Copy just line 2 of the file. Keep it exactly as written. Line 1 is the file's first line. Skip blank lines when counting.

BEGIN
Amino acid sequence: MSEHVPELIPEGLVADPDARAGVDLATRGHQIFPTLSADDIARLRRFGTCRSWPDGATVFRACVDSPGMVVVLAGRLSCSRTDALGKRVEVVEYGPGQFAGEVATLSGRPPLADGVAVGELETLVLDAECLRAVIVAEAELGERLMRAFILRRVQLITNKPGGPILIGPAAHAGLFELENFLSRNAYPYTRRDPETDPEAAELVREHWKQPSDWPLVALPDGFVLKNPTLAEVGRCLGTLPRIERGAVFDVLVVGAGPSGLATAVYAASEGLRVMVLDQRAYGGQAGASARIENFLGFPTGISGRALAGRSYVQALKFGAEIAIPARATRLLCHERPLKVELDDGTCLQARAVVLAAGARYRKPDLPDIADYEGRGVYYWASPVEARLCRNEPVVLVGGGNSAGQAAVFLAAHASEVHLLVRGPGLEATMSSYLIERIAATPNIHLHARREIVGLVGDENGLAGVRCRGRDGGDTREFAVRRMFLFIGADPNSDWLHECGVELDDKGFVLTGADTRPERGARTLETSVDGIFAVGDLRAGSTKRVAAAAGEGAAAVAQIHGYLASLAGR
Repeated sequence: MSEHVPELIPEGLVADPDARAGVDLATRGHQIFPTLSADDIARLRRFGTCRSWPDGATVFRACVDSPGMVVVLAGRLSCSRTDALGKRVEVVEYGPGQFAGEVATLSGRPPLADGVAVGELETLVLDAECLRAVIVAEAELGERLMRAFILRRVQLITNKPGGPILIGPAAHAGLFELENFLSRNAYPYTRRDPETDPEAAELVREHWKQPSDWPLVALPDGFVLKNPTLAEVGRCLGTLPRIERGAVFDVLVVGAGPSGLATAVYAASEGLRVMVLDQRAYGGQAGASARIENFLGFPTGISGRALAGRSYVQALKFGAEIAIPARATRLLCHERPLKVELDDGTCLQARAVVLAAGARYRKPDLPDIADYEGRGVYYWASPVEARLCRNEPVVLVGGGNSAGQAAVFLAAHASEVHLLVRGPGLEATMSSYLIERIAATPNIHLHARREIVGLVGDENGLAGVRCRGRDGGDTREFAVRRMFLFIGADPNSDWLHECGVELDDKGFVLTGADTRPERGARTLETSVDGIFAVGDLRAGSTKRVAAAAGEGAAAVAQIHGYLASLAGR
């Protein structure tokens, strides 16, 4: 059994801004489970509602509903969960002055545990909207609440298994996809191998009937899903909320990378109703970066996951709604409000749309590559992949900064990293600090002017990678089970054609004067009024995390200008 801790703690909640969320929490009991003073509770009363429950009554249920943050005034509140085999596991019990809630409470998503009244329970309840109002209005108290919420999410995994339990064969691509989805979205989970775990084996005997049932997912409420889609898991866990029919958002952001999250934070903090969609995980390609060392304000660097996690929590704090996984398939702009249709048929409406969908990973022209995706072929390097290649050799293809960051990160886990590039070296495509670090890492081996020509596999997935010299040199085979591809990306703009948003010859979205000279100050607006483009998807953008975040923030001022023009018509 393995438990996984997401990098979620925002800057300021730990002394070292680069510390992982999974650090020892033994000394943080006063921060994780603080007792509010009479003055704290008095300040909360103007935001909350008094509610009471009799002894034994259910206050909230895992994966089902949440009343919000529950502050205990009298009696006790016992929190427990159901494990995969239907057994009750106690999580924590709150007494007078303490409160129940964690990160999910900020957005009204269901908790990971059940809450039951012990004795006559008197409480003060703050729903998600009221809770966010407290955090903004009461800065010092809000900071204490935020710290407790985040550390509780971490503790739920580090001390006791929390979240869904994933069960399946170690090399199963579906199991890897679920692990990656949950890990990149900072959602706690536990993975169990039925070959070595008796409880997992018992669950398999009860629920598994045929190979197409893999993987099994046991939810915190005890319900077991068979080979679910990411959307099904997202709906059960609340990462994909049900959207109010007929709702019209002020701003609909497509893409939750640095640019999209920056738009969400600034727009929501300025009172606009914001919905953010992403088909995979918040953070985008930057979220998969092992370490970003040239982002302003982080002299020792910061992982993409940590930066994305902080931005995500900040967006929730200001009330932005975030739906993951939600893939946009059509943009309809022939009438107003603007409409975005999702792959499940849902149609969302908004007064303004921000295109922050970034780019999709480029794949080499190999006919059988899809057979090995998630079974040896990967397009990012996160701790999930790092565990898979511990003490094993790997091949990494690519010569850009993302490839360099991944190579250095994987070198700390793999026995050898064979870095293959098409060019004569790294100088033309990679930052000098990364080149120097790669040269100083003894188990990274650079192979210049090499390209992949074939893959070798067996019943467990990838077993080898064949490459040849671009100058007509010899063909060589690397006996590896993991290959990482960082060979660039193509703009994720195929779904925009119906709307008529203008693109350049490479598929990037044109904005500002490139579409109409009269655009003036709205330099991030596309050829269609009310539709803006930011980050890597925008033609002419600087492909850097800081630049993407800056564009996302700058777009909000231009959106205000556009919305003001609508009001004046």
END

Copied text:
Repeated sequence: MSEHVPELIPEGLVADPDARAGVDLATRGHQIFPTLSADDIARLRRFGTCRSWPDGATVFRACVDSPGMVVVLAGRLSCSRTDALGKRVEVVEYGPGQFAGEVATLSGRPPLADGVAVGELETLVLDAECLRAVIVAEAELGERLMRAFILRRVQLITNKPGGPILIGPAAHAGLFELENFLSRNAYPYTRRDPETDPEAAELVREHWKQPSDWPLVALPDGFVLKNPTLAEVGRCLGTLPRIERGAVFDVLVVGAGPSGLATAVYAASEGLRVMVLDQRAYGGQAGASARIENFLGFPTGISGRALAGRSYVQALKFGAEIAIPARATRLLCHERPLKVELDDGTCLQARAVVLAAGARYRKPDLPDIADYEGRGVYYWASPVEARLCRNEPVVLVGGGNSAGQAAVFLAAHASEVHLLVRGPGLEATMSSYLIERIAATPNIHLHARREIVGLVGDENGLAGVRCRGRDGGDTREFAVRRMFLFIGADPNSDWLHECGVELDDKGFVLTGADTRPERGARTLETSVDGIFAVGDLRAGSTKRVAAAAGEGAAAVAQIHGYLASLAGR